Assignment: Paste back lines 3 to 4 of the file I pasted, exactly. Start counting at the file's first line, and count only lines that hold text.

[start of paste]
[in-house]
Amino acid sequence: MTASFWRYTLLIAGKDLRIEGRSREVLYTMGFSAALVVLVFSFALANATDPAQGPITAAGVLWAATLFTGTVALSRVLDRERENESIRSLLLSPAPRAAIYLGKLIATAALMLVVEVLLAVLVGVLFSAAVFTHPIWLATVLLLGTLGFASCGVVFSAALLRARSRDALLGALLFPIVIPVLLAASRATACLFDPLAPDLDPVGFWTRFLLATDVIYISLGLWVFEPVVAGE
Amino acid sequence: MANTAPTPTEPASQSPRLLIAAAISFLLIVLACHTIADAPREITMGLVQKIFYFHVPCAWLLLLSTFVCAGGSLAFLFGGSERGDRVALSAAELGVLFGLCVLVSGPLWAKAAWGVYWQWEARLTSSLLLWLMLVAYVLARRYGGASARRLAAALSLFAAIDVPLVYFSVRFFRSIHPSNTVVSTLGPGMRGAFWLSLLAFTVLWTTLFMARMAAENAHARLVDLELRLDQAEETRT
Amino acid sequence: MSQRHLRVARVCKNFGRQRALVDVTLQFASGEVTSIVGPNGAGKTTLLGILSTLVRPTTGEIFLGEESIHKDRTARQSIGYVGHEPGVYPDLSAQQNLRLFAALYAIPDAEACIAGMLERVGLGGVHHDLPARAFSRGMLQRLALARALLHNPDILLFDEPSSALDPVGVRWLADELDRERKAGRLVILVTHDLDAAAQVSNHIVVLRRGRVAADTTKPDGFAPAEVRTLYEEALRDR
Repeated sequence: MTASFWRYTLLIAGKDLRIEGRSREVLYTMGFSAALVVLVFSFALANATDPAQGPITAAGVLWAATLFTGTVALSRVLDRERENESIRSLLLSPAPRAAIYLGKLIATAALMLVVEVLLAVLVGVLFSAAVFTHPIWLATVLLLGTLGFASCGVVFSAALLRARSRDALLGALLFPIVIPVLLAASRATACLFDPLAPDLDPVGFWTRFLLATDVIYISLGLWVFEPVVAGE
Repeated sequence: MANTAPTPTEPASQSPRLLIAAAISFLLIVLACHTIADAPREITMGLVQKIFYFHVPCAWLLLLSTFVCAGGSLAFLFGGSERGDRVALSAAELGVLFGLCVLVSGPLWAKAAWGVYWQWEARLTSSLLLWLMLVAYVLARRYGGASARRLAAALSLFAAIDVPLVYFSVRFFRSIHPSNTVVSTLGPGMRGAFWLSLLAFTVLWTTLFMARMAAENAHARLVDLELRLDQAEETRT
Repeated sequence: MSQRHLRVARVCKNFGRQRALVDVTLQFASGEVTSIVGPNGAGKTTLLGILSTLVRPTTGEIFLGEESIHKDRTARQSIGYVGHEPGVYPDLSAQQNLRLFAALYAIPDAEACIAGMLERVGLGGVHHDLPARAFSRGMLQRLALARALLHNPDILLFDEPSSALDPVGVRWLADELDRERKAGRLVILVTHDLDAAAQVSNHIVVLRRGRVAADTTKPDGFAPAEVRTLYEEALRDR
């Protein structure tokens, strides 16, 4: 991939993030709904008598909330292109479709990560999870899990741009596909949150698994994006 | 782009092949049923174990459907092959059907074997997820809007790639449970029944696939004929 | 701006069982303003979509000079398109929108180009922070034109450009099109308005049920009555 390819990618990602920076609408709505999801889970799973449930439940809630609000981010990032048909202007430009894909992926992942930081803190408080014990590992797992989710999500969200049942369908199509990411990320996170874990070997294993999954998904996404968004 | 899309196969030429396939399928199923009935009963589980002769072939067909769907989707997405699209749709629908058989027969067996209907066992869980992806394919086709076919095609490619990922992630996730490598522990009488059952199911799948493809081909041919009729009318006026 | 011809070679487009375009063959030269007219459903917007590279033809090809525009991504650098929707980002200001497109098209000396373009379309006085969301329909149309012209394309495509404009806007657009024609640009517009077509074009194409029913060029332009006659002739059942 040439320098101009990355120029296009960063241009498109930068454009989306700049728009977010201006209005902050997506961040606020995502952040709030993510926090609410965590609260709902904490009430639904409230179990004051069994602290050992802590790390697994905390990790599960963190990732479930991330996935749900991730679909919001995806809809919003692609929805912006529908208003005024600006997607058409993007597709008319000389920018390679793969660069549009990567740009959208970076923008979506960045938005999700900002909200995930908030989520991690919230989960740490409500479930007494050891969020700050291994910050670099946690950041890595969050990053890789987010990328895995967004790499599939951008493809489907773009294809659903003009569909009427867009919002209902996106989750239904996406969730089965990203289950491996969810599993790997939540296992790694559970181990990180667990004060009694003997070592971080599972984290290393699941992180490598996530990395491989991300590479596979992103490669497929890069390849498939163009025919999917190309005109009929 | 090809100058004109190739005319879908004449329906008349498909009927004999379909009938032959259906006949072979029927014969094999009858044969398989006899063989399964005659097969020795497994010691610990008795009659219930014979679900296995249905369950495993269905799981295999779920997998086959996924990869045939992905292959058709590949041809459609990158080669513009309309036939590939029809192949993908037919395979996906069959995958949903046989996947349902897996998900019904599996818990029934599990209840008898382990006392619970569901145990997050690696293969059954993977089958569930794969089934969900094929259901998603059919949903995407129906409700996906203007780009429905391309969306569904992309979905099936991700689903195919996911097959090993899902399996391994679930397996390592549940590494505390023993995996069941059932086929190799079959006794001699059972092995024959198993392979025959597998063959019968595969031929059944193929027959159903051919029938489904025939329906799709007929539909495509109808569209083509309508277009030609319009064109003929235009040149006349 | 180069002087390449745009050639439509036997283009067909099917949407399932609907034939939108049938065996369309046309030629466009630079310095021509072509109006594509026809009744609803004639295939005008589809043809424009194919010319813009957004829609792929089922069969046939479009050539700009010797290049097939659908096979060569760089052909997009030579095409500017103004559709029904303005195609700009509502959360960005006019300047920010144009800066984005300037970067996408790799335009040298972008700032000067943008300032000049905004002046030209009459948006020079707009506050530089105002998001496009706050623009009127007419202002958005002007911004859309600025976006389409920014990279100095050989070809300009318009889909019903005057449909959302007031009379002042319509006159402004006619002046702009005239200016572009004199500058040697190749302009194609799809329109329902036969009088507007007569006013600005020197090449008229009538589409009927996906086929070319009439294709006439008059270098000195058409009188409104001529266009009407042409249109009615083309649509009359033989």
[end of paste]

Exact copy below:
Amino acid sequence: MANTAPTPTEPASQSPRLLIAAAISFLLIVLACHTIADAPREITMGLVQKIFYFHVPCAWLLLLSTFVCAGGSLAFLFGGSERGDRVALSAAELGVLFGLCVLVSGPLWAKAAWGVYWQWEARLTSSLLLWLMLVAYVLARRYGGASARRLAAALSLFAAIDVPLVYFSVRFFRSIHPSNTVVSTLGPGMRGAFWLSLLAFTVLWTTLFMARMAAENAHARLVDLELRLDQAEETRT
Amino acid sequence: MSQRHLRVARVCKNFGRQRALVDVTLQFASGEVTSIVGPNGAGKTTLLGILSTLVRPTTGEIFLGEESIHKDRTARQSIGYVGHEPGVYPDLSAQQNLRLFAALYAIPDAEACIAGMLERVGLGGVHHDLPARAFSRGMLQRLALARALLHNPDILLFDEPSSALDPVGVRWLADELDRERKAGRLVILVTHDLDAAAQVSNHIVVLRRGRVAADTTKPDGFAPAEVRTLYEEALRDR